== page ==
Efficacy. Lack of efficacy of the experimental medicine in clinical trials was the second leading cause of failure – no big surprise there. Even though it is the role of the project team to build a case for efficacy with animal and in vitro data, 40% of the projects that got into the clinic and closed, had a lack of data that demonstrated a clear linkage of the target to the disease, or lacked validated animal disease models. The authors found that the teams were often overly optimistic in the potential of their project. They found that roughly 45% of projects that failed due to lack of clinical efficacy, had initiated Phase II trials on the basis of weak clinical evidence in Phase 1 (“low confidence in target”).

Milestone Management. With Phase II, expense begins to ramp up considerably. The authors felt that management was insufficiently rigorous about preventing spending on poor bets at this milestone.

Back-up Candidate Differentiation. Quite often the first candidate to reach clinical trials is just that – the first and not necessarily the best. As the project team vets its set of potential clinical candidates excitement builds within the company around the possibility that success is just around the corner. So the company is quite ready to take into the clinic the first or “lead” compound that has a complete dossier. There may be better compounds coming up but their dossiers are not yet complete. So the company goes with what it has. After all, the patent clock is ticking and there may be competitors to think about.

When the dossier has been completed on one or more of these other candidates, they are accepted into clinical trials as back-up candidates ready to take over should the first candidate fail. Some companies add a second category of follow-up or follow-on to agents that they will take into the clinic along with the first or lead agent because the follow-up has attributes that are different or superior to the lead. (There is the portfolio management issue of lead/follow-up position change – the project data system needs to be able to note such events).

The AstraZeneca analysis showed that many of the failed compounds were back-up/follow-up candidates. Of course these candidates are often advanced without knowing the fatal flaw of the lead candidate. In the absence of such information the back-up may possess the same flaw. And so when the lead fails the back-ups/follow-ups often fail for the same reason. Back-ups and follow-ups unwittingly become a major contributor to project failure. In fact, the authors noted that “approximately 50% of the AstraZeneca portfolio was composed of back-up molecules.”

Some companies take pains to ensure that a follow-up is significantly different from the lead agent. It appears in the case of AstraZeneca, it didn’t matter. As mentioned earlier, AstraZeneca found that the back-up/follow-up rarely displaces the Lead agent. They also found that back-ups/follow-ups did not have a significantly different success rate than the lead agents. So if the back-ups aren’t really ensuring success for the new type of drug, why bother? Limiting the number of back-ups in the clinical portfolio would significantly impact the spend in Development – half of the portfolio contained back-ups/follow-ups.

Management Failure. LaMatinna attributes these categories of failure to a “breakdown in scientific management and leadership”. Despite the natural exuberance about projects and the conviction of major breakthrough discovery it falls to management to challenge project teams and make tough decisions. It is a management decision to allow compounds to advance into clinical trials with safety issues or insufficient data to justify advancement. Of course, Mackay came to AstraZeneca from a company that likely was no better in such decision making. It’s human nature to put the coin in the slot machine. Management wants and needs the success just as much as the project team. As LaMattina notes “one would hope that most organizations have recognized these issues and have corrected them. If that’s not the case, high project failure will continue throughout the industry.”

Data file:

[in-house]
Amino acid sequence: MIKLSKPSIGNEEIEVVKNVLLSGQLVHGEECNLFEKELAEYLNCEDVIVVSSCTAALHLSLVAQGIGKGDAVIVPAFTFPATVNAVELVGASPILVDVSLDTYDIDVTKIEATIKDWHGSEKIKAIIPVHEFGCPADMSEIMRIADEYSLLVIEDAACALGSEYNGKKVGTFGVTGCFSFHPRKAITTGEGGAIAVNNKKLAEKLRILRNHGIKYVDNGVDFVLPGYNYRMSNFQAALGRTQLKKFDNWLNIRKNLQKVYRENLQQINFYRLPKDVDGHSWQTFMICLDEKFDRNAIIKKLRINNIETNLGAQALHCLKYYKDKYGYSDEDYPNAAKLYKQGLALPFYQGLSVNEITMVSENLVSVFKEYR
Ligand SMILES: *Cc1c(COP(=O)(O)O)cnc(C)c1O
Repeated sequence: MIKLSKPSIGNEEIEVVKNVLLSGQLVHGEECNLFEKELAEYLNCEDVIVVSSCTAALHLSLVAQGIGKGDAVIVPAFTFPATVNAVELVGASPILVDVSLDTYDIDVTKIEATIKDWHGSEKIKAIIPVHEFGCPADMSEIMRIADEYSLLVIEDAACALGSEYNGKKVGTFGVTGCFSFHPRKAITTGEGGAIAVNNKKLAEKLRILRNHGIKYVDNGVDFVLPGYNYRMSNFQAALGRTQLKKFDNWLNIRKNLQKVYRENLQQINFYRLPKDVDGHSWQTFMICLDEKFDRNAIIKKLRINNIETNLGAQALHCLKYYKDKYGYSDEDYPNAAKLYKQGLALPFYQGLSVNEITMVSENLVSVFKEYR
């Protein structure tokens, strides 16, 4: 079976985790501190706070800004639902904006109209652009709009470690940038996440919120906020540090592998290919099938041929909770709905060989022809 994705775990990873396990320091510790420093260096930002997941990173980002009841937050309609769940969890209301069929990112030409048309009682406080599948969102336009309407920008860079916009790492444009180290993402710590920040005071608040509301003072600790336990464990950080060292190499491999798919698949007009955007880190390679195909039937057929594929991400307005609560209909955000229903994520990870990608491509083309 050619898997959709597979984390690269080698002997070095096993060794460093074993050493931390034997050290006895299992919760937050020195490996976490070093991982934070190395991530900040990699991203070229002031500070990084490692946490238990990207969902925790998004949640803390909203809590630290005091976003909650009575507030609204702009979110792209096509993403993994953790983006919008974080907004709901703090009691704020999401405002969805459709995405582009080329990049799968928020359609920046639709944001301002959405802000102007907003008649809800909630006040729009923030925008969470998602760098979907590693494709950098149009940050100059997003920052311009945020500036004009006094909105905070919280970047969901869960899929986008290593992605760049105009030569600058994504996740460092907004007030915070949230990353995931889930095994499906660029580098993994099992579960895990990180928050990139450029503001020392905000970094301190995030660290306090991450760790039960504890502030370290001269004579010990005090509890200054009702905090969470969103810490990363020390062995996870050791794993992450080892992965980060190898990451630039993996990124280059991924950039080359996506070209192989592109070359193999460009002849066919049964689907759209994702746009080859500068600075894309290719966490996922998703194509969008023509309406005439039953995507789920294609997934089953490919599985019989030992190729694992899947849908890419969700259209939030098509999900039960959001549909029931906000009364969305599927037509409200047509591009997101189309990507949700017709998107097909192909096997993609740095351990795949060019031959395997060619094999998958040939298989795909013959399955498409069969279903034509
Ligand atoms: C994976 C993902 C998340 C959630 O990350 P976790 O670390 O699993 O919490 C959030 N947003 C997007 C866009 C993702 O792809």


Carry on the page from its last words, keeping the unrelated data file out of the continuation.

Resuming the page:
Indeed AstraZeneca implemented a “5R” decision making framework. The 5Rs stand for the following

  • Right Target – ensuring a strong link to the disease along with usable and predictive biomarkers
  • Right Tissue – ensuring adequate bioavailability and tissue exposure and again, usable and predictive biomarkers
  • Right Safety – ensuring differentiated and clear safety margins along with a clear understanding of the risks
  • Right Patients – ensuring the drug goes to the most responsive patient population with a clear understanding of the risk-benefit in that population
  • Right Commercial Potential – ensuring a clear value proposition in the face of the future standard of care (it might be different by the time the drug comes on the market) for the payer and provider.

They surveyed project teams for their confidence in various decisions made by the project team, with some interesting findings.

  • Confidence in Phase IIb patient selection tended to be low for closed projects.
  • Confidence in patient selection decreased through the clinical phases, sadly lowest in Phase IIb.
  • Confidence in perceived commercial value decreased through the clinical phases, sadly lowest in Phase IIb.

The authors concluded that the 5R decision making framework resulted in “a substantial reduction in the size and shape of the research and early development portfolio”. This is not a bad thing as long as the remaining projects have a higher probability of success. The portfolio can be quite small if the projects left in the portfolio are all sure winners.

  1. “The genetics of a pharma merger” P. Sanseau, M. Chabot-Fletcher, M. J Browne, Drug Discov. Today, 2009 14, 334-6
  2. D. Cook, D. Brown, R. Alexander, R. March, P. Morgan, G. Satterthwaite, M. Pangalos, “Lessons learned from the fate of AstraZeneca’s drug pipeline: a five-dimensional framework” Nat. Rev. Drug Disc. 2014, 13, pp. 419-429.
  3. “AstraZeneca Provides An Inside Look Into R&D Practices” J. LaMattina, Forbes, May 2014,